Sunday, September 23, 2007

MASSUKOS - Bumping (Poo Productions)

Massukos is more than a band — it’s a living breathing force for good in Mozambique, and Bumping is a jubilant, uplifting musical torch bearer for one of the poorest parts of Africa.
Hailing from the Niassa province, lead singer and guitarist Feliciano dos Santos combines his day job as director of the NGO Estamos (dedicated to clean water and decent sanitation) with that of spreading his message via the dance-friendly rhythms preserved through this exuberant modern take on the traditional music of the area. These aren’t worthy but dull socially-aware songs, nor is the music reverently preserved in aspic. It’s all ebullient, bubbly stuff, with dos Santos’s rhythm guitar dovetailing with electric guitar, bass, sparky percussion, fluid waves of organ from Carlos Alvaro Socrates and colourful interjections from a brass section comprising guest jazz musicians Harry Beckett, Steve Buckley and Dean Brodrick. Mudacia Wana gets the album off to a rousing start, with its subtle dance beat, gorgeous call and response harmonies, mellifluous guitar and subtle overlays of keyboard. And there’s some nice, chunky ska-style electric guitar on the next track, Ndjango. It continues in this bright, inventive vein throughout, each track as alluring as the next while remaining unique enough to keep things interesting - whether it be the raunchy, bass-driven title-track, the sing-along sweetness of Ntolilo or any of the other slight, subtle shifts of tone. Only the ballad Pangira lowers the temperature, and it jars slightly in the context of this suite of songs, its acoustic, unplugged reprise at the end of the CD being a more natural way of bringing the mood down. But that very slight reservation apart, if the remaining nine shots of inspirational musical optimism are anything to go by, Massukos are one of the must-see acts at this year’s WOMAD festival at Charlton Park. If you can’t make that event, fear not because this album has the power to bring sunshine and hope wherever it is played.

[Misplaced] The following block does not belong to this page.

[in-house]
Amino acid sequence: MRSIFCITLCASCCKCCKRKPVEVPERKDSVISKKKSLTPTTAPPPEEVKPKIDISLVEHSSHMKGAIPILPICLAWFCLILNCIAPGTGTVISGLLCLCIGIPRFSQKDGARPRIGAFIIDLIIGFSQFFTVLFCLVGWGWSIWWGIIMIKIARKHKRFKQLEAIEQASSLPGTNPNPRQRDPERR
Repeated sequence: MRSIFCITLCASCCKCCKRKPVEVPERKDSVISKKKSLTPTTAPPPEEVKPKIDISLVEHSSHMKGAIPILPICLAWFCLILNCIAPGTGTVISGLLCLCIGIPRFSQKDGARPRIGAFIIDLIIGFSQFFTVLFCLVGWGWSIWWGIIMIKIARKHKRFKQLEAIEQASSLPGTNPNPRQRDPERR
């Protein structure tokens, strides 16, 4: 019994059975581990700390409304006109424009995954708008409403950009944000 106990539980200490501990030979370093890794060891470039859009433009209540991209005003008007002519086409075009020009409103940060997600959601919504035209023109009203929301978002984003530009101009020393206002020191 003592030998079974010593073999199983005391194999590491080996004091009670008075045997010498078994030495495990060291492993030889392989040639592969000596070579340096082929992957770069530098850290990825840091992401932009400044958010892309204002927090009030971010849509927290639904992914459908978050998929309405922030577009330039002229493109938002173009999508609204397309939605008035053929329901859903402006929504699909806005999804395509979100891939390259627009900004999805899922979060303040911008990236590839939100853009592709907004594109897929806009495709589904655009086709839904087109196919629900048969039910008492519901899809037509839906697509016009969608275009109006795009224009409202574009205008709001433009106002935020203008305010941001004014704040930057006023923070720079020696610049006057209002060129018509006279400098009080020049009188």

This review first appeared on

No comments: